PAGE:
• Helianthus annuus (sunflower, tournesol)
  • Iberis umbellata 'Fairy Mixed' (candytuft, ibéris en ombelle).
  • Impatiens walleriana 'Xtreme Pink'™
  • Lobelia erinus 'Cascade Sapphire'
  • Lobularia maritima 'Snowstorm' (alyssum, alysse odorante) [Photo: Monarda 'Bergamo'.]
  • Monarda 'Bergamo'. This annual was supposed to "attract butterflies by the dozen" according to Park Seed but the butterflies who visit my garden ignore it.
  • Pelargonium NOID (geranium, pélargonium) [Photo: Pentas lanceolata 'New Look Pink'.]
  • Pentas lanceolata 'New Look Pink'. Another supposed butterfly attractor that local butterflies have ignored.
  • Petunia 'Carmine Madness', 'Ultra White', and NOID [Photo: half-barrel planter with Scaevola aemula, Petunia 'Carmine Madness', Petunia 'Ultra White', Tagetes patula 'Janie Tangerine', Tagets patula 'Janie Primrose'. The green leaves in the centre are Mirabilis jalapa, which is just starting to form flower buds.]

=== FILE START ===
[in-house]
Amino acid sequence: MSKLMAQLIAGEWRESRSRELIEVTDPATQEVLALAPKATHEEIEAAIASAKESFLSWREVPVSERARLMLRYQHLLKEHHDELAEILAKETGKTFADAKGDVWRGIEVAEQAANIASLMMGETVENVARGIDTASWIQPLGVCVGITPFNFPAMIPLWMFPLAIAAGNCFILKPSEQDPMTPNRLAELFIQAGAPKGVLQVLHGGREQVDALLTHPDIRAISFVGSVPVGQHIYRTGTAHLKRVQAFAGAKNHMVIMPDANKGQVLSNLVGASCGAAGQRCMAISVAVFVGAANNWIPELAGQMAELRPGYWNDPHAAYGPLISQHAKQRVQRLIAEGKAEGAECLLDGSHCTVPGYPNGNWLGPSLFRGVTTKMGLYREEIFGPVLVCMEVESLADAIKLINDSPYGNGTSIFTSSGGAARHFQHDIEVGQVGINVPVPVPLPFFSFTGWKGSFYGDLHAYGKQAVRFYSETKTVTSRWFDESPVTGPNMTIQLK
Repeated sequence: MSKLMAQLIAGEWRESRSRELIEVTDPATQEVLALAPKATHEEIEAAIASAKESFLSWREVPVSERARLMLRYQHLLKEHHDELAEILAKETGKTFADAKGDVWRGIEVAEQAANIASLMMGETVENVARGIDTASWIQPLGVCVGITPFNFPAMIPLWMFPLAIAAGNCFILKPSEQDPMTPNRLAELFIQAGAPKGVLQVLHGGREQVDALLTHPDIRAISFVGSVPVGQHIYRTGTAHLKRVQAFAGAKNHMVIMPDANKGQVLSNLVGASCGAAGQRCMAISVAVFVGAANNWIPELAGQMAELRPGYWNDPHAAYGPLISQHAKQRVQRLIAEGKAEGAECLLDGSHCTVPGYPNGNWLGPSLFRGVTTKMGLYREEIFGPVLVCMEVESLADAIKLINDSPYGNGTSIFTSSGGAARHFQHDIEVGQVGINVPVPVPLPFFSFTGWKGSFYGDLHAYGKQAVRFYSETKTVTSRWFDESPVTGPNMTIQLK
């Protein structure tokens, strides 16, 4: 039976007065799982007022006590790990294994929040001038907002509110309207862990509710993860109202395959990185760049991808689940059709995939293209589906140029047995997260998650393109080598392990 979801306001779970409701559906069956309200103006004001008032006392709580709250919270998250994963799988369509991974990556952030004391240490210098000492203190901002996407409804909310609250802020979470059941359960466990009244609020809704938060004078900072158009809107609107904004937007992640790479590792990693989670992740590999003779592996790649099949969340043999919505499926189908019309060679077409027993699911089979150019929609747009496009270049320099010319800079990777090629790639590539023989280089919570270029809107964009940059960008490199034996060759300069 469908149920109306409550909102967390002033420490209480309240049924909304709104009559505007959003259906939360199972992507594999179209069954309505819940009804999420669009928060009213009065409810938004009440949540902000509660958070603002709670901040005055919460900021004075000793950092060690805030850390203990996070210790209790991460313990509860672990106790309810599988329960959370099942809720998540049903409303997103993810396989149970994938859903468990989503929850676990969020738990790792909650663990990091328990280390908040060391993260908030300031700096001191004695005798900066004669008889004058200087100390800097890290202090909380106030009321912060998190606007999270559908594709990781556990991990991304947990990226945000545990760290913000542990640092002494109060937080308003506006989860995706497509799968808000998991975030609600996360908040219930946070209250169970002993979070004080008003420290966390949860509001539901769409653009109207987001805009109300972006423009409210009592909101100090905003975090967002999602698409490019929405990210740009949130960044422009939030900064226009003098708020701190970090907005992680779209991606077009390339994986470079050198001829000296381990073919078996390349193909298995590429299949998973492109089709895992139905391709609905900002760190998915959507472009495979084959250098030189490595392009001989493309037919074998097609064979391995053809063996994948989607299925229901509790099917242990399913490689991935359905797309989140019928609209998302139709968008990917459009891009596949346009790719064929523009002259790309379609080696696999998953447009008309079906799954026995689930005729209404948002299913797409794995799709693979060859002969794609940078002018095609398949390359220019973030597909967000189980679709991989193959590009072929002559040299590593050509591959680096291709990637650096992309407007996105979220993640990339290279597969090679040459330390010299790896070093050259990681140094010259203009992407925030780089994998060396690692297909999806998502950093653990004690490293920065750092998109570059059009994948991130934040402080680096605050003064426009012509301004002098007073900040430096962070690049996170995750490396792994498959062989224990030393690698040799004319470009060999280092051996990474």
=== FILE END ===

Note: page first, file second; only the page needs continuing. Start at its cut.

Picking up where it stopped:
• Scaevola aemula (fairy fanflower, scaevola émule)
  • Tagetes patula 'Janie Primrose' and 'Janie Tangerine' (French marigold, œillet d'Inde) [Photo: Rudbeckia hirta and Tagetes tenuifolia 'Lulu'.]
  • Tagetes tenuifolia 'Lulu' (signet marigold, tagète tachée)
  • Thunbergia alata 'Blushing Susie' (black-eyed susan vine, suzanne aux yeux noirs) [Photo: Tropaeolum majus 'Whirlybird Cherry Rose'.]
  • Tropaeolum majus 'Whirlybird Cherry Rose' (nasturtium, capucine)
  • Viola 'Penny Purple Picotee' [Photo: Zinnia elegans 'Magellan Persian Carpet Mix'.]
  • Zinnia elegans 'Persian Carpet Mix' and 'Thumbelina Mix'